Louie S02E01: Let’s Make Friends
In the first shot of the season premiere of Louie, we see Louis C.K.’s thinly veiled alter-ego brushing his daughter’s teeth. When she lets out an “ow,” he apologizes: right away, we’re in the realm of his overwhelming preoccupation with his parenting skills. That’s what makes it heartbreaking for us, too, when his daughter breaks the news: “I like mama’s better because she makes good food and I love her more.” On her way out of the bathroom, her dad flips her the finger.
The second season of Louie promises more backbreaking anxiety and dilapidating alienation, with lots of stand-up routine footage sprinkled in the mix. Basically, Seinfeld without the laugh track. Thanks to Go the Fuck to Sleep, the “honest parenting” bit is gaining in popularity (just waiting for one more to call it a trend), but nobody does it better than C.K. In the first stand-up clip of the episode, Louie tackles the issue with his usual grace, explaining limiting it can be to plan activities when his kids are at different stages. “We have to be dragged down to her shitty skill level,” he says of his youngest daughter. It’s refreshing to see a comedian do a bit about single parenting that doesn’t end up as a screed against his ex-wife. Instead, Louie is grappling with his inability to communicate his frustration to his kids, which makes the bulk of his comedy routines sound as if they’re directed at them: “I know how to look after you! I’m good at it! You’re not dead yet!”
What keeps these rants from becoming vindictive are the multiple scenes throughout the show depicting Louie as a great dad. He cares about his kids, he loves them, he cooks for them and picks them up from school. It’s like that unwritten rule that you can make jokes about your own race or ethnicity that others can’t; we can accept Louie’s parenting tirades because he’s a parent himself, and a good one.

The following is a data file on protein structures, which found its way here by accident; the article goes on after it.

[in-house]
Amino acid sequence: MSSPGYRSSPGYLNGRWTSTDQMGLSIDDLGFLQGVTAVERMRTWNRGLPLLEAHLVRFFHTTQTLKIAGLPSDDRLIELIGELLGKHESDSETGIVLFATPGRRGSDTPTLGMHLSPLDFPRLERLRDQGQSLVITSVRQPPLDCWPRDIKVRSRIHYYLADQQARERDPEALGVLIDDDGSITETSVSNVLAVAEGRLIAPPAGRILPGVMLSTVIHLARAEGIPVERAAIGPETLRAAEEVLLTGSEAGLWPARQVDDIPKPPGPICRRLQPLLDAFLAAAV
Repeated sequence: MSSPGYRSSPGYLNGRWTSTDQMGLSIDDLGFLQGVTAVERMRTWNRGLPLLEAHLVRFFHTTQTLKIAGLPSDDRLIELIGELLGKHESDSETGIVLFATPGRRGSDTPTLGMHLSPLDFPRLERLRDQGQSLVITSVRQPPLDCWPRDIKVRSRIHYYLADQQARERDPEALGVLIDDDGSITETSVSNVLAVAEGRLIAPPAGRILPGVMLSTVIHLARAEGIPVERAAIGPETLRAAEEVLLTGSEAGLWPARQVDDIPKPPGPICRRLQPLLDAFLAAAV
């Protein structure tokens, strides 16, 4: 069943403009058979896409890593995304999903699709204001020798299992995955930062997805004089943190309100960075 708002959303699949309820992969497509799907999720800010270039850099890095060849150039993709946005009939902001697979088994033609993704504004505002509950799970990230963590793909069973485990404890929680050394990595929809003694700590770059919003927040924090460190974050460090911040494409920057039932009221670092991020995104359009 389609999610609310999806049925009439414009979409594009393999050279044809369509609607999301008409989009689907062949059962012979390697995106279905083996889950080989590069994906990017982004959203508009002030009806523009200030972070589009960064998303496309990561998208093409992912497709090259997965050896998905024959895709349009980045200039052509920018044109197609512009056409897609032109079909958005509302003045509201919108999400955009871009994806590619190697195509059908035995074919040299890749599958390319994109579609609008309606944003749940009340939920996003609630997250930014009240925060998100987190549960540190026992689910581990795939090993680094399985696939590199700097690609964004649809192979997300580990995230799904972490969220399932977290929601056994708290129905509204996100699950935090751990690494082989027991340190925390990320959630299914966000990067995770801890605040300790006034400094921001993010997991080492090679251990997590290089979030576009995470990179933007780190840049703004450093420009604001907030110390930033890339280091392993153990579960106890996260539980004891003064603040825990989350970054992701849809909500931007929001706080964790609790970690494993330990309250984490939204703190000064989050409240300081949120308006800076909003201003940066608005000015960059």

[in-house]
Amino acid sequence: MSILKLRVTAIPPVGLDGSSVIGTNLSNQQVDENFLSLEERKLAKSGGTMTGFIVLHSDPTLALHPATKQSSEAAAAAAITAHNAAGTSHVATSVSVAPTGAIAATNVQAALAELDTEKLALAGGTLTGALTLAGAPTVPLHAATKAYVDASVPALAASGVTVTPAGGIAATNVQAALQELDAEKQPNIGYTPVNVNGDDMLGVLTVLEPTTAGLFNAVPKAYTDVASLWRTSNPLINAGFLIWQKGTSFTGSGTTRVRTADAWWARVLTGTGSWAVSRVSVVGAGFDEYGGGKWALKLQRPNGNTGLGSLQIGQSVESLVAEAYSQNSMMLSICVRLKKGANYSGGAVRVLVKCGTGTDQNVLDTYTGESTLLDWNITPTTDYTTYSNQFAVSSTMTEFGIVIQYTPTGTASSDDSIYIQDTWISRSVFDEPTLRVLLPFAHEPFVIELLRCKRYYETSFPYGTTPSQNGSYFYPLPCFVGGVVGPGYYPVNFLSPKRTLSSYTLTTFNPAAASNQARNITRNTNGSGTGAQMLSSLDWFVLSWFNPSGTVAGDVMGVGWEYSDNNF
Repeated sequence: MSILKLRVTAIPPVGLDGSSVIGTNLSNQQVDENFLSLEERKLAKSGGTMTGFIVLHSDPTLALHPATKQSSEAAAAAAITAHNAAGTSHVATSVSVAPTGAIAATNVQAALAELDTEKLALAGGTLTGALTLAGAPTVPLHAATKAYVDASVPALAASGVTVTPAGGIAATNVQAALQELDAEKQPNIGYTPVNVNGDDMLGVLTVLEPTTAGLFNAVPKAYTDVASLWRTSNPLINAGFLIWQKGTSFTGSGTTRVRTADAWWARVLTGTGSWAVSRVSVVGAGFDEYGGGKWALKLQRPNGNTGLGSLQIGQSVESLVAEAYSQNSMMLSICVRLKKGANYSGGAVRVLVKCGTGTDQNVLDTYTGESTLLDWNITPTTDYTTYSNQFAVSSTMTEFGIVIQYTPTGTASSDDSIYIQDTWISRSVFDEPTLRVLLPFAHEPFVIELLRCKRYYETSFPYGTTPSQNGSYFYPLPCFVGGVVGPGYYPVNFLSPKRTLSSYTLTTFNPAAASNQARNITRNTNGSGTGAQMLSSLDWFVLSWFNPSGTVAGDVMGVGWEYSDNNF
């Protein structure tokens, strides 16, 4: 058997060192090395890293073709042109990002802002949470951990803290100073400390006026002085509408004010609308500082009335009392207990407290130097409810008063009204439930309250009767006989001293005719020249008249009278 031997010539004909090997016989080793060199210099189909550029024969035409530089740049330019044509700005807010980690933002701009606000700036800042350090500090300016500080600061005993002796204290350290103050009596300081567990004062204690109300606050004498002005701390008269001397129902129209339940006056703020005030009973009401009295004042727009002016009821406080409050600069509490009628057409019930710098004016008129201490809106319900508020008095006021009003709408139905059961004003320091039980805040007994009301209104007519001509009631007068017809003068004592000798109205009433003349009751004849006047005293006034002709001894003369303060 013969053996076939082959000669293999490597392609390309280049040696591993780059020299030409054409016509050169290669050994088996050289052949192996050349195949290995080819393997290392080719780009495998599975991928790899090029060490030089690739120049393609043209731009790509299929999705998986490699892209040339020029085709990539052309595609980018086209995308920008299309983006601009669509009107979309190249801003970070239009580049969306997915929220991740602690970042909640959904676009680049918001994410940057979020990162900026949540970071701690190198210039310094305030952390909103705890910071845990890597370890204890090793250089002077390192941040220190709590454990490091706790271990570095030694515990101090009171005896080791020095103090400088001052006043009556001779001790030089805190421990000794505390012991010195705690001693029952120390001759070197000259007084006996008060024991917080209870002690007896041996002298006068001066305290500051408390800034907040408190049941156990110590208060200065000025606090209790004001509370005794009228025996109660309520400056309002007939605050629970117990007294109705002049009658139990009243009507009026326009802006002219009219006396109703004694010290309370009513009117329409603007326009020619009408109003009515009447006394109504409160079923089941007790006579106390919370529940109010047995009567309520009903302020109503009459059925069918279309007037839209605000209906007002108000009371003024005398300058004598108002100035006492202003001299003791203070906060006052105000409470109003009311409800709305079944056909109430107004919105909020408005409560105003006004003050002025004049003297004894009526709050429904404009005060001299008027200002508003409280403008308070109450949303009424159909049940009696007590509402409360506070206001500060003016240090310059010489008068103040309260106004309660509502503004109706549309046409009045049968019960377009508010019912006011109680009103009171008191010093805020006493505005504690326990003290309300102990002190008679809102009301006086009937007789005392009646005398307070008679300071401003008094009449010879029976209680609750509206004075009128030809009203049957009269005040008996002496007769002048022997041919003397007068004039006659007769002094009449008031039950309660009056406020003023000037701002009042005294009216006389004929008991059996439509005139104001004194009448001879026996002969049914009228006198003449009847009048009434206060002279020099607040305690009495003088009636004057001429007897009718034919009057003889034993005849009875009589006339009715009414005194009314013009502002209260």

The problem is, Louie relates to his kids on his own adult level, which leads to endless conflict when they inevitably don’t understand. In one scene, he gives his older daughter a slice of mango, then tries (unsuccessfully) to explain to the younger one that it was the only one left. But the “life isn’t’ fair” bit doesn’t register too well with a three year old. Kids don’t just appreciate that their parents take good care of them. It’s a given, and that’s where Louie’s frustration comes from: it’s not a given for him. He had a life before them, one with a lot less effort and obligation.
The main conflict in the premiere episode wasn’t really about Louie’s kids, though. When his very pregnant sister (Rusty Schwimmer) shows up at his door unexpectedly, he insists that she crash on the couch instead of getting a hotel room. She wakes up in the middle of the night with screaming stomach pains and Louie has to figure out how to accept his neighbours’ offer to help them to the hospital. “Brother,” his neighbour says, “do not let your sister die from pain or lose her baby because you are awkward with strangers.” He relents and they rush to the hospital where his sister lets out a 10-second fart. “Dude,” Louie sighs. They go back home.
Judging by the first episode, it looks like Louie will be letting more people into his tiny universe this season. “I know it was just a fart,” he says to his neighbour, “but I couldn’t have gone through that without you.” In the closing stand-up clip, Louie comes to the realization that he can’t do it all alone, and sometimes family isn’t enough. Last season, the only neighbour Louie made contact with was a perennially pot-smoking burnout who pushed him into a terrifying trip. It may make him queasy, but this season he’s breaking out of that habit: “I have a new friend, and it makes me sick to my stomach.”